Josef von Sternberg’s last significant release is a reliably self-aware melodramatic gala packed with camp, crowds, celebration and of course, soft focus. Leisurely and meandering, it follows a group of top-to-bottom amoral persons who have found themselves in the anything-goes world of Shanghai, and even more specifically, in the grips of a big-time casino and its owner Mother Gin Sling. Gin Sling is played by non-Asian Ona Munson, decked out in nutty hair, makeup, and hints of Mae West-like delivery. The casino is art-deco hypnotism, a grandeur vision of decorative repetition. The last half hour is an over-the-top feast of twists and camp absurdity, which takes place during an elaborate Chinese dinner party.

Watching them together:

Neither film is among my favorites, but each demand to be seen as they are special oddities that time should not forget.

Both are based on plays; where Kongo was able to keep most of its risqué material, The Shanghai Gesture was neutered by censorship in many ways. The brothel of the play was changed to a gambling casino. Mother Goddamn was changed to Mother Gin Sling. Instead of Poppy becoming addicted to drugs, as the name suggests, she becomes addicted to gambling (though she still seems to be on drugs in the latter half of the film, but this could just be Tierney’s performance). Even though the latter was slashed and altered, it remains a surprisingly bleak filled with surprisingly provocative content. At least Kongo has a couple of half-decent human beings; in The Shanghai Gesture, everyone is grotesque in character.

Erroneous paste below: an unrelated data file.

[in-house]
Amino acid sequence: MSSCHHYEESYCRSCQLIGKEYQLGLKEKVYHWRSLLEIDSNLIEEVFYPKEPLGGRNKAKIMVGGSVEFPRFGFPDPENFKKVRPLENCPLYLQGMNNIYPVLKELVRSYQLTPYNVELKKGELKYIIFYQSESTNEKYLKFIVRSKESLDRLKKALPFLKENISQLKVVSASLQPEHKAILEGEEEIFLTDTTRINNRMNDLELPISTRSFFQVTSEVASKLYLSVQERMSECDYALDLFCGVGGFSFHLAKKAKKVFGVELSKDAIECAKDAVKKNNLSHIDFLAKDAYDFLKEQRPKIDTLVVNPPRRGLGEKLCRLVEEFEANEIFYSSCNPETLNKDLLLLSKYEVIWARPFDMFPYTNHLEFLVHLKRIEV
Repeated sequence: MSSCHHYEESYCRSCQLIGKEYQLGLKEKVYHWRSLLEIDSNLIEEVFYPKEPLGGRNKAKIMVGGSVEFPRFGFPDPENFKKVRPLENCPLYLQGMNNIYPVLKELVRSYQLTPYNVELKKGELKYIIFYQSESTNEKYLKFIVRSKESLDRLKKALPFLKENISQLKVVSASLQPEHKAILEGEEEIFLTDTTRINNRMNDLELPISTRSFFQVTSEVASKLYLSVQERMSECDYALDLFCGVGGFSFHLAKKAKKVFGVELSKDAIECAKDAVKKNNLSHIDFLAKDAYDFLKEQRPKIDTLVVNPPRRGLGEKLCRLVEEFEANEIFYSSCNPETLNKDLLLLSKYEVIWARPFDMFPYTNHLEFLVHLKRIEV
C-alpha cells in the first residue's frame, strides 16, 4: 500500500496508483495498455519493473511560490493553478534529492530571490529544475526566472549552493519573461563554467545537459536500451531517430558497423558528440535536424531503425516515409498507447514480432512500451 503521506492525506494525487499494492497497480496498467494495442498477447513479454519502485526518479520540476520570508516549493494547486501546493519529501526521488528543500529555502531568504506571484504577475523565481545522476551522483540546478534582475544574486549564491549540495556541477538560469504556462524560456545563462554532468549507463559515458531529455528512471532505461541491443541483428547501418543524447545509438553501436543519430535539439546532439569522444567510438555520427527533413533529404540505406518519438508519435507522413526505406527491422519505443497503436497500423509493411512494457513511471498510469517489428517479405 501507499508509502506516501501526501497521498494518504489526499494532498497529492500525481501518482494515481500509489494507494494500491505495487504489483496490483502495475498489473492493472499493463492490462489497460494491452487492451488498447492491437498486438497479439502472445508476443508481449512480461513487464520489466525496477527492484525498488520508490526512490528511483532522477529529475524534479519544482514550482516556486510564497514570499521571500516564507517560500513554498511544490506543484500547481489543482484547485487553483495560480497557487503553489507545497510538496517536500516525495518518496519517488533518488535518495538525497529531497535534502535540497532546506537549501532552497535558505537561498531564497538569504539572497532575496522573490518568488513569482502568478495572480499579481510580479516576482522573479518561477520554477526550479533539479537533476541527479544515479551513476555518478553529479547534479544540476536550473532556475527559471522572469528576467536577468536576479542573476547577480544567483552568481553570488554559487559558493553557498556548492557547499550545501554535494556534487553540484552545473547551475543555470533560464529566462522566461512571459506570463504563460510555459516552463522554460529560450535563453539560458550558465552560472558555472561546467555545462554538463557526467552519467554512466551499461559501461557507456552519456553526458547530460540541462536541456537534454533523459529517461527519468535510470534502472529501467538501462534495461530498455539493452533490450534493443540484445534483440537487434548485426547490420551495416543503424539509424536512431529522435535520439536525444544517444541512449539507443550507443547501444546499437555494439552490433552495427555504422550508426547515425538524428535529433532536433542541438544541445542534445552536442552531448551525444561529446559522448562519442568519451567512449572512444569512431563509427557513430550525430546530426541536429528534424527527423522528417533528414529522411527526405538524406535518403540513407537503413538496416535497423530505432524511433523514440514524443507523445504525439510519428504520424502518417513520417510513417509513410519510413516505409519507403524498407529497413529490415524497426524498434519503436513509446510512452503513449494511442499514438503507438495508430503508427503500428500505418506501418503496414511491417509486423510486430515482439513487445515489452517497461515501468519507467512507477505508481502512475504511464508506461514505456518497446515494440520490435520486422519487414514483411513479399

Revenge is the primary motivator in each film. ‘Deadlegs’ Flint and Mother Gin Sling exact their revenge because of incidents that took place decades beforehand. Their method of revenge is exactly the same; to corrupt the wrongdoer’s daughter. In Kongo, Deadlegs has his enemy’s daughter, who he has custody of, brought to him after growing up in a convent. He proceeds to make her life such a living hell, in the form of implied forced prostitution, that she is a desperate alcoholic completely dependent on him for her fix. In The Shanghai Gesture, Mother Gin Sling carries out her revenge by loaning out massive amounts of money to Poppy, daughter of his enemy, so that she can reduce an adventure-seeking woman to a ruin via a gambling addiction, also completely dependent on her for her fix.